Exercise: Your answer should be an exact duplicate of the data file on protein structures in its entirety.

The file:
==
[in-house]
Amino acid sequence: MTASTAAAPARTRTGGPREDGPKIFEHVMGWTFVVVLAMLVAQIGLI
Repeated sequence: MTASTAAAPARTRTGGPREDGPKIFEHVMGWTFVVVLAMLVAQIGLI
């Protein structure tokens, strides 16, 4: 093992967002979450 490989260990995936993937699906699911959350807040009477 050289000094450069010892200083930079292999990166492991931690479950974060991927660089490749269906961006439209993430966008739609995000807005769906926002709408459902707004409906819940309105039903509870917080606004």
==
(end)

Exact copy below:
[in-house]
Amino acid sequence: MTASTAAAPARTRTGGPREDGPKIFEHVMGWTFVVVLAMLVAQIGLI
Repeated sequence: MTASTAAAPARTRTGGPREDGPKIFEHVMGWTFVVVLAMLVAQIGLI
């Protein structure tokens, strides 16, 4: 093992967002979450 490989260990995936993937699906699911959350807040009477 050289000094450069010892200083930079292999990166492991931690479950974060991927660089490749269906961006439209993430966008739609995000807005769906926002709408459902707004409906819940309105039903509870917080606004």